GS&WR Pilotman Armband , Given to me by my Grandad when I was about 6 years old.
The Great Southern and Western Railway (GS&WR) was one of the main railway operations in Ireland in the late 19th and early 20th centuries. The company was the largest of Ireland's "Big Four" railway operators, buying up smaller operations and expanding its route mileage for much of its existence. The heart of the GS&WR was the Cork–Dublin main line, the "Premier Line", a route still important in Ireland today. William Dargan was the driving force behind this and other GS&WR routes, and he was also responsible for other routes in Ireland not part of the GS&WR. The company's base of operations was Kingsbridge (now Heuston) Station in Dublin. At its height, the GS&WR included, in addition to the Dublin–Cork main line, the Dublin - Waterford and Mallow - Waterford lines as well as numerous branch lines. The GS&WR was in serious competition with the Midland Great Western Railway for many years. Both ran services west out of Dublin: the GS&WR's services south to Limerick, Cork and Waterford, with the MGWR running to Galway, Westport, Ballina, and Sligo, all destinations still served by rail. The GS&WR also had designs on rail traffic to the west of Ireland. A branch was built from the Dublin–Cork main line to connect with the MGWR Dublin–Galway line at Athlone. In the end, the GS&WR route was the one chosen many years later by the single rail operator, Coras Iompair Eireann, and is the route used today from Dublin to Galway. The GS&WR's purchase in 1901 of the Waterford, Limerick and Western Railway brought the Waterford - Limerick - Athenry - Claremorris - Collooney cross country route, as well as the North Kerry line and branches under its umbrella. The WLWR, recently dubbed the Western Rail Corridor, ran right through "MGWR territory". It did, however, complement the radial MGWR lines from Dublin, allowing for traffic from Limerick to Galway and from Galway to Sligo, and connected intermediate destinations in the west of Ireland. For a very short time, the MGWR exercised running powers over the Athenry - Limerick section of this route. The GS&WR is perhaps the best remembered of the former independent rail operators in Ireland's railway history, with GS&WR routes remaining some of the most heavily used in Ireland, connecting Dublin to Limerick, Cork, and Waterford. The coats of arms of these cities decorate the facade of Heuston Station to this day. In 1925 the GS&WR was amalgamated with all the other railways operating wholly within the Irish Free State to form the Great Southern Railways. Cross-border railways were excluded from the merger. In 1945, further amalgamation with the Grand Canal Co., and the Dublin United Tramway Company brought about the creation of Coras Iompair Eireann, the Irish State Transport Company. CIE was nationalised in 1950, only to be broken up into separate rail and road interests in 1987. From then until today, the railways are operated by Irish Rail (Iarnrod Eireann).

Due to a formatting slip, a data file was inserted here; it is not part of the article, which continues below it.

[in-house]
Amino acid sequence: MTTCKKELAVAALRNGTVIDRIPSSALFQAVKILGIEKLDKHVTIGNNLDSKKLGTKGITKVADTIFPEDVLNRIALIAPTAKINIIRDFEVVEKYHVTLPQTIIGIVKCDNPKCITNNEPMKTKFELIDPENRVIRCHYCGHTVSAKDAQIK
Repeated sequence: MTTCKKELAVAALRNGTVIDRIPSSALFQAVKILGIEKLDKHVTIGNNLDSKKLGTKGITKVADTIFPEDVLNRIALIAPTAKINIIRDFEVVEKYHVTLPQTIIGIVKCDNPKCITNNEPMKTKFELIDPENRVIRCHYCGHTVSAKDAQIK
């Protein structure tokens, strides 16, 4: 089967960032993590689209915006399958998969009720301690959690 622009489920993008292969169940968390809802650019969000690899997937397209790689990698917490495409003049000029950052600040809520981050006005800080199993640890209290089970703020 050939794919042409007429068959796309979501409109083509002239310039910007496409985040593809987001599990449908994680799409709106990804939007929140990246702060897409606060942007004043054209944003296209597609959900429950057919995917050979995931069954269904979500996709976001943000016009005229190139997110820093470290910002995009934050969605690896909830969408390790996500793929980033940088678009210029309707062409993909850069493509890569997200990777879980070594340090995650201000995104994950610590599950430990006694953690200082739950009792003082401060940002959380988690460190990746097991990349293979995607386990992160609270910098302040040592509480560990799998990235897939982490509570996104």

country western decorating